Gloom leaveth my eyes.'

Then those men were healed whose wounds left hop of life. Egil abode with king Athelstan for the next winter after Thorolf's death, and had very great honour from the king. With Egil was then all that force which had followed the two brothers, and come alive out of the battle. Egil now made a poem about king Athelstan, and in it is this stave:

                        'Land-shielder, battle-quickener,
                        Low now this scion royal
                        Earls three hath laid. To Ella
                                Earth must obedient bow.
                        Lavish of gold, kin-glorious,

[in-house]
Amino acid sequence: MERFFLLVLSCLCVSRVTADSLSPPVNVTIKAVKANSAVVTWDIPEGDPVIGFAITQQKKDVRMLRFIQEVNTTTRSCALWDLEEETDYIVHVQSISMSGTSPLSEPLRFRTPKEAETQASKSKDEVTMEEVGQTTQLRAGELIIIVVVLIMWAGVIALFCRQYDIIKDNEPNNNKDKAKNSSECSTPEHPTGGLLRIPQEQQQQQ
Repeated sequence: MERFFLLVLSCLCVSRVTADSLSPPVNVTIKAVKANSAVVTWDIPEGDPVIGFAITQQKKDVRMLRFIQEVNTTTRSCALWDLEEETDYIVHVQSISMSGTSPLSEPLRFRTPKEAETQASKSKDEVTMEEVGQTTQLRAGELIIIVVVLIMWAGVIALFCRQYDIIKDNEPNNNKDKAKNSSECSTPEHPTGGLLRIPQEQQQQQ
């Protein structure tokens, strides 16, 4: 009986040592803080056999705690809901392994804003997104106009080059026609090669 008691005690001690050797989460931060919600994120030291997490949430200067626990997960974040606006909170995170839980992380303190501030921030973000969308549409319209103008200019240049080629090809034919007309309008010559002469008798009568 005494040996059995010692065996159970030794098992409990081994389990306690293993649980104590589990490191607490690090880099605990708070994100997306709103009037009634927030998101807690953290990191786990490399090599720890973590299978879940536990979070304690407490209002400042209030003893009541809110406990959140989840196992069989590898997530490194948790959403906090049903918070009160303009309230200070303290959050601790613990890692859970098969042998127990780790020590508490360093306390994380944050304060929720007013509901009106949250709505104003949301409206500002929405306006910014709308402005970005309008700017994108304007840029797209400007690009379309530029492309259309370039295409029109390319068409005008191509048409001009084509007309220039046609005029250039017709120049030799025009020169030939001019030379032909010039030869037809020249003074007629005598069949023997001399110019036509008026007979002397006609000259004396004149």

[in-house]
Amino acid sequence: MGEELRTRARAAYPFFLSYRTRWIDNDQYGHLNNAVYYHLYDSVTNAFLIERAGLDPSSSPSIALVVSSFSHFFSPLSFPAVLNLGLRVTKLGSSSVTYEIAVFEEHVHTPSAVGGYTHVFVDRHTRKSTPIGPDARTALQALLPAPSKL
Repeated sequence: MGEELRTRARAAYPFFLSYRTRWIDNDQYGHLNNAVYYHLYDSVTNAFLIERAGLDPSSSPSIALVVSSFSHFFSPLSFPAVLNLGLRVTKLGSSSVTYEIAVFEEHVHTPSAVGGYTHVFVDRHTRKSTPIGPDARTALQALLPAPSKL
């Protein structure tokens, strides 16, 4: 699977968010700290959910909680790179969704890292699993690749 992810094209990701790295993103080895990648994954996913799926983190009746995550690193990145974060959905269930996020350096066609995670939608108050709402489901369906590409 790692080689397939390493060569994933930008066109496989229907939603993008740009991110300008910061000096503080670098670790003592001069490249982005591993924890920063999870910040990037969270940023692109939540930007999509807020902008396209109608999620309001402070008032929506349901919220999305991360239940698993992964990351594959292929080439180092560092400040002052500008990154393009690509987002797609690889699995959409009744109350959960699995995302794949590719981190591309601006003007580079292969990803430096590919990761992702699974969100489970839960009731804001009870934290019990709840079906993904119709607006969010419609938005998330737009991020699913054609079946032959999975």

Great Athelstan victorious,
                        Surely, I swear, all humbled
                                To such high monarch yields.'

But this is the burden in the poem:

                        'Reindeer-trod hills obey
                        Bold Athelstan's high sway.'

Then gave Athelstan further to Egil as poet's meed two gold rings, each weighing a mark, and therewith a costly cloak that the king himself had formerly worn.
But when spring came Egil signified to the king this, that he purposed to go away in the summer to Norway, and to learn 'how matters stand with Asgerdr, my late brother Thorolf's wife. A large property is there in all; but I know not whether there be children of theirs living. I am bound to look after them, if they live; but I am heir to all, if Thorolf died childless.'